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Nikita Sud wins funding for new project on green transition in India and Indonesia
Professor Nikita Sud has won funding for a new 18-month project, which aims to explore the societal impact of the transition to green energy in India and Indonesia.
India and Indonesia are among the world’s largest, most populous countries. Indonesia is the largest exporter of coal, and India the second largest producer and consumer. Under worsening climate change, both countries are attempting to move away from coal, and towards a greener energy future of solar, wind, hydropower, and biofuels, etc.
Professor Sud will research the little understood societal consequences of energy transition in these fossil fuel hotspots. For this, she will qualitatively investigate key institutions, actors and processes that are entwined with the energy landscape. She will study the changing nature of the coal-powered state as it makes space for private, market actors in green energy. Further, as state-dominated coal mines and power plants are set to be replaced by green installations, she will probe political implications.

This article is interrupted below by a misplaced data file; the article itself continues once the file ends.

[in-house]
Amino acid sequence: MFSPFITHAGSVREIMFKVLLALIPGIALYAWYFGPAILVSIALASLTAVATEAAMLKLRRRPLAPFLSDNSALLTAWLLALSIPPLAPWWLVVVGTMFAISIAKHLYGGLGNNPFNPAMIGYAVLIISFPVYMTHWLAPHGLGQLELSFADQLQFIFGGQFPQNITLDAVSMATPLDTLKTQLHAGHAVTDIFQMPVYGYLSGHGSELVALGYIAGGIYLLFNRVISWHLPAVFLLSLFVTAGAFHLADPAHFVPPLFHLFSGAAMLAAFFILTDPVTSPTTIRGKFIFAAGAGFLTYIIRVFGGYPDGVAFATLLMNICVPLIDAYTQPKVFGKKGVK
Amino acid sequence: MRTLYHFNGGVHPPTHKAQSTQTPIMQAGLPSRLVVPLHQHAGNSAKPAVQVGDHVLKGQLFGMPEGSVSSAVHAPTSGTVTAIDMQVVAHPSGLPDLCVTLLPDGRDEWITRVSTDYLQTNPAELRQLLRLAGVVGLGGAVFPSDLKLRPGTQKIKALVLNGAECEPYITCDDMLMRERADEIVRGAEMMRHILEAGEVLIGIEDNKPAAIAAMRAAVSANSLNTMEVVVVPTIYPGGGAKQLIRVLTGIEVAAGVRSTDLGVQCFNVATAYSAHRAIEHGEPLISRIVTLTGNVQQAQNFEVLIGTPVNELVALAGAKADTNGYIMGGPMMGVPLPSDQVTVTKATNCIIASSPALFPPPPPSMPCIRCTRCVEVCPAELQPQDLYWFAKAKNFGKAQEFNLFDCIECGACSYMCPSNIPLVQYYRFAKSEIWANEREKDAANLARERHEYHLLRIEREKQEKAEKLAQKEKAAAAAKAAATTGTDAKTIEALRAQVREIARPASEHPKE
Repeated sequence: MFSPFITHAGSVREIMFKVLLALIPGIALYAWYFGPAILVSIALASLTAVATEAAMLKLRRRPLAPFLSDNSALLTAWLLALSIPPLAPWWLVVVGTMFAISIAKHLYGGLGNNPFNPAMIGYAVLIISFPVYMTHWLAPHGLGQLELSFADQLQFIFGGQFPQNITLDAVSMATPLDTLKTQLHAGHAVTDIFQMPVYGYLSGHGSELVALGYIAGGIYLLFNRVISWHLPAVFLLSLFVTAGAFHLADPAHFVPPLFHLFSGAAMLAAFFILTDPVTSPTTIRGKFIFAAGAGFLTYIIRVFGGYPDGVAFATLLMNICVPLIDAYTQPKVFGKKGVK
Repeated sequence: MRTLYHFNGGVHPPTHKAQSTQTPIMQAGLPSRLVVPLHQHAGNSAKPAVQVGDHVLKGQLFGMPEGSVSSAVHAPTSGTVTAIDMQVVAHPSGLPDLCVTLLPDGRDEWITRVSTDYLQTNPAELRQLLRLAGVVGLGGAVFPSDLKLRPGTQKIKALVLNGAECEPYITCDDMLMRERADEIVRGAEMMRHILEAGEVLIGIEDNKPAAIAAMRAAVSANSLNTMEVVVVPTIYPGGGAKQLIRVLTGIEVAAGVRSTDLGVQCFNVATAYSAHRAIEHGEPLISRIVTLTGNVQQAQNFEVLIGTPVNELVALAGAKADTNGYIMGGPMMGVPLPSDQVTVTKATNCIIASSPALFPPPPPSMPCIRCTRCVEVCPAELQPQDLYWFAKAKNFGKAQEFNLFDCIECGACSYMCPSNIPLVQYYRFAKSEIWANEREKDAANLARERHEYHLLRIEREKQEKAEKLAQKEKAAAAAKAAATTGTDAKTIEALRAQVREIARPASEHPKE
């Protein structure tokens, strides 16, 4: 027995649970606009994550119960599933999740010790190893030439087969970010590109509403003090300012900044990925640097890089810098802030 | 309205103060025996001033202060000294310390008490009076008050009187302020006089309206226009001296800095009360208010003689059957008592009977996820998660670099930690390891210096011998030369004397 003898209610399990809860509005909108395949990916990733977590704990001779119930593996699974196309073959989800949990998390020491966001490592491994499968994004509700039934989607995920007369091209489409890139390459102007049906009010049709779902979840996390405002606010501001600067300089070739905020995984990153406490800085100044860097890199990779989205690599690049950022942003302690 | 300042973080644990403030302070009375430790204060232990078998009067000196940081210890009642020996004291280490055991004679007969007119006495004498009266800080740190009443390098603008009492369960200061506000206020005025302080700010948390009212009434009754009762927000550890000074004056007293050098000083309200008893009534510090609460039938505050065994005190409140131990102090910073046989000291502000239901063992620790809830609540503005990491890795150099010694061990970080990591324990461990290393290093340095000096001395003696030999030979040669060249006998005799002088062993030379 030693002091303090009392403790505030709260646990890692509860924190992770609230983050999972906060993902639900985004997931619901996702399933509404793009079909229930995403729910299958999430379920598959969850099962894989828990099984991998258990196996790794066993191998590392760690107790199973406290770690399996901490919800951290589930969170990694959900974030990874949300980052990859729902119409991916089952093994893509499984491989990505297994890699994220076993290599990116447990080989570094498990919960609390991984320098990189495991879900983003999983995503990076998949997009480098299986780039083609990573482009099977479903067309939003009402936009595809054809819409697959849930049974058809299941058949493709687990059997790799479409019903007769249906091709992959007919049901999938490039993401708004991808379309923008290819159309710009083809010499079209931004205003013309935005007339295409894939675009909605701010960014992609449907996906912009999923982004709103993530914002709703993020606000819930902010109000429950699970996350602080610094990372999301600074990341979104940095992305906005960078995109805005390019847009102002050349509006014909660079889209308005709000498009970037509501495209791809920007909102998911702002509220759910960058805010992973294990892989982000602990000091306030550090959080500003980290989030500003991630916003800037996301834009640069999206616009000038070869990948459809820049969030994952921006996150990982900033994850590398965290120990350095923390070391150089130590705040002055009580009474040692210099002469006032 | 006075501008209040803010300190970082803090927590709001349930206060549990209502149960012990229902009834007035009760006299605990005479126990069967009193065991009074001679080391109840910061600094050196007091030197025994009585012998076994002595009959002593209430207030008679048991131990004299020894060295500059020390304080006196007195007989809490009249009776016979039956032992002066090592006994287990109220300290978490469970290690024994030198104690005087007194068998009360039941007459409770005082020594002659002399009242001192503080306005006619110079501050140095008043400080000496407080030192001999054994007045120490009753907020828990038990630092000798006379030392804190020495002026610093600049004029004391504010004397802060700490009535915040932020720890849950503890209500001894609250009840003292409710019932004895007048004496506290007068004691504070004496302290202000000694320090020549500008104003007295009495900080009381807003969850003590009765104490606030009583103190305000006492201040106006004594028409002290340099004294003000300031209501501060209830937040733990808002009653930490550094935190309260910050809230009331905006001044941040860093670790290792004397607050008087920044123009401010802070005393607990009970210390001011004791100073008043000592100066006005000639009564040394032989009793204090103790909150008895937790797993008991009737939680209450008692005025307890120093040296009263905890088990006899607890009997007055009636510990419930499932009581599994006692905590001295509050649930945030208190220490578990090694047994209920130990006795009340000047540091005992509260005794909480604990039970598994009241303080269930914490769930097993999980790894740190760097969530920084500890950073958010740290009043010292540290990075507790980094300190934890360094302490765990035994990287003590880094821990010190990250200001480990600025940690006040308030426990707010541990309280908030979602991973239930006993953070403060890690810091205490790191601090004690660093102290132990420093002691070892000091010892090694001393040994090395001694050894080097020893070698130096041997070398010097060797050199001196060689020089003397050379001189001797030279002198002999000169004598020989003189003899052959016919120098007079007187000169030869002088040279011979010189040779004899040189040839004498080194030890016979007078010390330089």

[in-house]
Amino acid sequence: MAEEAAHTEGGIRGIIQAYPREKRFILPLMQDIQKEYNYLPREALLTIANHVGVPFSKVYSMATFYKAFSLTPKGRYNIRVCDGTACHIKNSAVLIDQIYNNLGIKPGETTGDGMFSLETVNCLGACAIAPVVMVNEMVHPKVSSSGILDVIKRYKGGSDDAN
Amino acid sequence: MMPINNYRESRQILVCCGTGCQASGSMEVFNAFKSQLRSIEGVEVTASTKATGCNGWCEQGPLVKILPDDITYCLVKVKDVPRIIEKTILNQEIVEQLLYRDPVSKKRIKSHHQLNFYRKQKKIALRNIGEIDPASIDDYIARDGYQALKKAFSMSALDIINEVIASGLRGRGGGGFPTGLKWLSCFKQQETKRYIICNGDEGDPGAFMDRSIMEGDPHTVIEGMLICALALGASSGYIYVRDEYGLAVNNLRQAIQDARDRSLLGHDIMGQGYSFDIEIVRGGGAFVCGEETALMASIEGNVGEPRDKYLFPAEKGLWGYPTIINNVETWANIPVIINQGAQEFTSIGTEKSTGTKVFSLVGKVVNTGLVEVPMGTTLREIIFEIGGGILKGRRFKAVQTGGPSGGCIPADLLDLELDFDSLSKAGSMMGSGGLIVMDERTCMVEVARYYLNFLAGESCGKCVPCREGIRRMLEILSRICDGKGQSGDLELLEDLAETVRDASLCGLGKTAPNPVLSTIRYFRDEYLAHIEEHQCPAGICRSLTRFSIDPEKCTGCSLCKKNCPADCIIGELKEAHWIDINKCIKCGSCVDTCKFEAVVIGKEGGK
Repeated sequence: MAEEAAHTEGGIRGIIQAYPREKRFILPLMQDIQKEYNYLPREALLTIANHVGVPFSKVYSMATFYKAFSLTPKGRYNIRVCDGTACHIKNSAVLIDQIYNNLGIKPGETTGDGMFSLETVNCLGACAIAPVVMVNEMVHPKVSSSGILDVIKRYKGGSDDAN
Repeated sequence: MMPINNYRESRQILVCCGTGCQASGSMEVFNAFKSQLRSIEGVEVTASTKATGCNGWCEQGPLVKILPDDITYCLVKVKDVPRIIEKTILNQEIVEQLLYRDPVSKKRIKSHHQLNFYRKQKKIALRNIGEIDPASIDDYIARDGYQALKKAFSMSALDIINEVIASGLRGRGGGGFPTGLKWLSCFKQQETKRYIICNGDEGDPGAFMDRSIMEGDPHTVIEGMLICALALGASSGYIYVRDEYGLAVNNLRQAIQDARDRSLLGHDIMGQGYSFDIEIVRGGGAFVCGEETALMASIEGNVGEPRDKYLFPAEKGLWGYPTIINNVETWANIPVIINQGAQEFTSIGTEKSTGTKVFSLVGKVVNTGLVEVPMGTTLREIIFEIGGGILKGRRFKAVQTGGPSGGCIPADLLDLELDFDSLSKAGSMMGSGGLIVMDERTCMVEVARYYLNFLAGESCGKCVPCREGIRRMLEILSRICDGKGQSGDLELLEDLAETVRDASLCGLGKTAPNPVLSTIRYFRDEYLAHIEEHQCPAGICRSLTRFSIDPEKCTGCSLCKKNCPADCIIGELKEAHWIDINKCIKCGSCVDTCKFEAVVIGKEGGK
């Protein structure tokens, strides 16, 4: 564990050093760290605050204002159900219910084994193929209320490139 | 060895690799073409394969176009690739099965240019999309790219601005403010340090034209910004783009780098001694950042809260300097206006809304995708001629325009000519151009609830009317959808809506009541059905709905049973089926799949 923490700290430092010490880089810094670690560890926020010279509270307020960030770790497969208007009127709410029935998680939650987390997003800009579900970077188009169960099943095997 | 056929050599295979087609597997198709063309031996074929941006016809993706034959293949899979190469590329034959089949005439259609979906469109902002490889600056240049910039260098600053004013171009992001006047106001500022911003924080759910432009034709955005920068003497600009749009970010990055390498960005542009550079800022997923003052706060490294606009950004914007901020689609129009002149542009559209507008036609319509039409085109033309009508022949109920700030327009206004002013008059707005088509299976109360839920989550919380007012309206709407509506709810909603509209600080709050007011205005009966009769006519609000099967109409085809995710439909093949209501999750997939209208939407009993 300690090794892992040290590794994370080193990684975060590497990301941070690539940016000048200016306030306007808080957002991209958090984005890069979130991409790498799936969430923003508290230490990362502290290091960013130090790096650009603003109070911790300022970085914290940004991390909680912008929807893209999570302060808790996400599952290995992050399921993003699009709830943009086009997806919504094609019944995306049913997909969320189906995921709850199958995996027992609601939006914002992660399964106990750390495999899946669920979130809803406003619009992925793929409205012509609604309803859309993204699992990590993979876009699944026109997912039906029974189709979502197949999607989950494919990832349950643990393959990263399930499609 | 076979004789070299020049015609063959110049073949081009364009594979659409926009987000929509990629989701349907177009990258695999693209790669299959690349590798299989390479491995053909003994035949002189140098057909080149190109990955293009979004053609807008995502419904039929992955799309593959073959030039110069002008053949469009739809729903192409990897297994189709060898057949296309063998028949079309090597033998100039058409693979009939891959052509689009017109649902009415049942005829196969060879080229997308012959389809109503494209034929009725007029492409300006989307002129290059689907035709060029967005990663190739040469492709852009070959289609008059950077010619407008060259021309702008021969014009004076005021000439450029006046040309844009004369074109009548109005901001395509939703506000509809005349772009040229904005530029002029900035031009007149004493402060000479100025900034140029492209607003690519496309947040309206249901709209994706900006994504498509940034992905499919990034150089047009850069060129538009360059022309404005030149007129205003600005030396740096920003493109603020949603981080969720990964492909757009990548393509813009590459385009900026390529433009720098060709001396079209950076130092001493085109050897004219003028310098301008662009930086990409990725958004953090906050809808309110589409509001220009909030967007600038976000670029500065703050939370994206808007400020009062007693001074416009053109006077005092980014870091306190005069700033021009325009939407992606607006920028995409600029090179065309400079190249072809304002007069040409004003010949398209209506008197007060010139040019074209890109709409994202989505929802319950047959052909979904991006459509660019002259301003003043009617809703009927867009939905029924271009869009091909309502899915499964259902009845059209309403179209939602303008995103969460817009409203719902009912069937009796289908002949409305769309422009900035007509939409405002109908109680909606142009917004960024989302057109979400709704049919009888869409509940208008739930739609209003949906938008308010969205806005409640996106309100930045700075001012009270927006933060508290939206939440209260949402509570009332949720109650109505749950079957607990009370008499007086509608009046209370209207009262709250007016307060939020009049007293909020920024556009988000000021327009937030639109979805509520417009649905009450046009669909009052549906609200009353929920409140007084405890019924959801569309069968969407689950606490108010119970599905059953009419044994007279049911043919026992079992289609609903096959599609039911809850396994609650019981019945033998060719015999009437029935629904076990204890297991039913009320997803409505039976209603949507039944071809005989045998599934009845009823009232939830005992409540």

The study is multi-sited and multi-scalar. She will explore the national policy and processes of green transition as well as locally sited questions such as changing livelihood dynamics, and contested access to land and water for renewables. The methodology will cover textual sources, stakeholder interviews, and ethnographic research at sites of transition. The layered data that is generated will offer unique insights into societal change amid climate change. By comparing, contrasting, and studying two highly consequential cases together, the study will comment on a worldwide phenomenon from the vantage of the Global South.
The funding was awarded by the University’s John Fell fund.